Attenuation imaging in the area of a B-scan sonographically inconspicuous liver region. The mean attenuation coefficient from five measurements is 0.63 dB/cm/MHZ

Fig. 2
figure 2

Attenuation imaging in the area of the zone appearing echo rich in the B-scan. The average attenuation coefficient from five measurements is 0.75 dB/cm/MHz

If these values are placed in the context of previously published measurements, the impression arises that there is probably a high degree of fatty degeneration of the liver in the echo-rich zone. Bae et al. were able to show in a small patient collective that at an AC of > 0.745 dB/cm/MHz a high-grade steatosis with > 66% fatty hepatocytes can be detected with a sensitivity of 100% and a specificity of 82.4%. The area under the curve was 0.923 [6]. Tada et al. were able to detect fatty degeneration of > 66% of hepatocytes with a sensitivity of 100% and a specificity of 71.4% in n = 38 patients with non-alcoholic fatty liver disease (NAFLD) and a cut-off value of 0.74 dB/cm/MHz [2]. Another study also demonstrated good sensitivity and specificity of 96% and 74%, respectively, at an AC of > 0.72 dB/cm/MHz for the diagnosis of moderate–severe steatosis with a proportion of fatty hepatocytes of 33–66% and > 66%, respectively [7].

In that patient, a mean attenuation coefficient of 0.63 dB/cm/MHz could be measured in the area of the remaining liver. Bae et al. chose an AC of > 0.635 dB/cm/MHz as a cut-off value for S1 steatosis (> 5% fatty hepatocytes), with a sensitivity of 74.5% and a specificity of 77.4%. Furthermore, a high negative predictive value for the detection of clinically significant hepatic steatosis of more than 5% and more than 10%, respectively, was demonstrated. The degree of fibrosis and inflammation did not correlate with AC [6]. In Dioguardi Burgio et al. the mean attenuation coefficient in patients without steatosis hepatis in histopathological findings was 0.63 dB/cm/MHz [7]. Thus, presumably, there is no significant steatosis hepatis in the patient’s other liver areas.

Previous results of attenuation imaging, with correlation coefficients ranging from r = 0.91 to r = 0.98, suggest good intra- and interindividual reproducibility and, with r = 0.81, a high correlation of the results of ATI with the results of a magnetic resonance imaging proton density fat fraction (MRI-PDFF) examination as well [8].

Focal fat deposition is rarer than focal fatty sparing. The cause of fat deposition is not yet fully understood; various hypotheses are discussed, for example, increased storage of fat due to relative ischemia caused by reduced portal vein flow. Increased insulin levels in portal venous blood are also discussed. Focal fat deposition is often localized subcapsular. The localization of focal fat deposition and focal fatty sparing is similar, as both changes are presumably due to portal venous flow [9].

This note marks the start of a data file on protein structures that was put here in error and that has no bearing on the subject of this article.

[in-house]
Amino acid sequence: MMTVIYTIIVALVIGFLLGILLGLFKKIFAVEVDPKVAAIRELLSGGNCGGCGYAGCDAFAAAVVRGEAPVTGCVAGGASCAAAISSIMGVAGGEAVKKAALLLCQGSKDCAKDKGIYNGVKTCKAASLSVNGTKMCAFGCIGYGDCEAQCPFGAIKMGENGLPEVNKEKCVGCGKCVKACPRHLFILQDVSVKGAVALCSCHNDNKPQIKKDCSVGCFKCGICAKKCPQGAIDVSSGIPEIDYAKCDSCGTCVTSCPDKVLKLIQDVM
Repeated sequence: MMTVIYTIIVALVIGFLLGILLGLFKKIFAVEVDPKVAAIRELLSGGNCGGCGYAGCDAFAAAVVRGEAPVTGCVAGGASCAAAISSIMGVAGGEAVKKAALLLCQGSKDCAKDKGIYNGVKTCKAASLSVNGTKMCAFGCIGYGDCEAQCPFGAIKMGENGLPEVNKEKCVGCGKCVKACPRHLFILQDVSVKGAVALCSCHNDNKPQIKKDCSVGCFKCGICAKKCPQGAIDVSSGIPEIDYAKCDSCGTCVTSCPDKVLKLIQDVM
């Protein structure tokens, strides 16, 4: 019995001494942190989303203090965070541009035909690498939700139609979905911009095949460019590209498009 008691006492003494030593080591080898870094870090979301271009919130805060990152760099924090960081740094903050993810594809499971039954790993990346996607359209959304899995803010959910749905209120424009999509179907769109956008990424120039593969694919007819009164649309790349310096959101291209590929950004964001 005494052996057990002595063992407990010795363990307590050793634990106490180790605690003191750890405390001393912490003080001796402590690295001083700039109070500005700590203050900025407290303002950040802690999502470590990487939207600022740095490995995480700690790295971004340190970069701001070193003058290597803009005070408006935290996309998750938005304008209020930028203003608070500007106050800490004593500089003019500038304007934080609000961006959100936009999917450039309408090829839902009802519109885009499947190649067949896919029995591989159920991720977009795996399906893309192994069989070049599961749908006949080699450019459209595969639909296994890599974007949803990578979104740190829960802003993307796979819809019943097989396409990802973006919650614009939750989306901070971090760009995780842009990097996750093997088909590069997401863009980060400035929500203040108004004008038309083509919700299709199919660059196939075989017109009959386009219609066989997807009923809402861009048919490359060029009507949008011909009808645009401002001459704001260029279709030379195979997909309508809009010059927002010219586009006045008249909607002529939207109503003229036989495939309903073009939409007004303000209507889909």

As a limitation, it must be mentioned that the presented case report does not allow for any conclusions about the assessment of the technique. Further prospective pilot studies are necessary to answer these questions.

Conclusions

This case report demonstrates that attenuation imaging may help in the evaluation of echo-rich zonal changes in the liver. In particular, in cases where liver biopsy appears to be ethically unacceptable, attenuation imaging could help to establish the diagnosis.

Availability of data and materials

Not applicable.

Abbreviations

NET:

Neuroendocrine tumor

pNET:

Pancreatic neuroendocrine tumor

ATI:

Attenuation imaging

AC:

Attenuation coefficient

MRI-PDFF:

Magnetic resonance imaging proton density fat fraction

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Open Access funding enabled and organized by Projekt DEAL.

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EM, WK and AK participated in manuscript preparation. All authors were involved in the management of the patient. All authors read and approved the final manuscript.

Corresponding author

Correspondence to Wolfgang Kratzer.

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Ethical approval was not sought for the present study because it was a case report, and consent from the patient was taken before submitting this manuscript.

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Written informed consent was obtained from the patient for publication of this case report and any accompanying images. A copy of the written consent is available for review by the Editor-in-Chief of this journal.

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Miller, E., Kratzer, W. & Kestler, A. Detection and quantification of a focal fat deposition in a liver undergoing multiple operations for neuroendocrine tumor disease using attenuation imaging: a case report. J Med Case Reports 17, 16 (2023). https://doi.org/10.1186/s13256-022-03723-x

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Keywords

  • Attenuation imaging
  • Neuroendocrine tumor
  • Focal fat deposition
  • Case report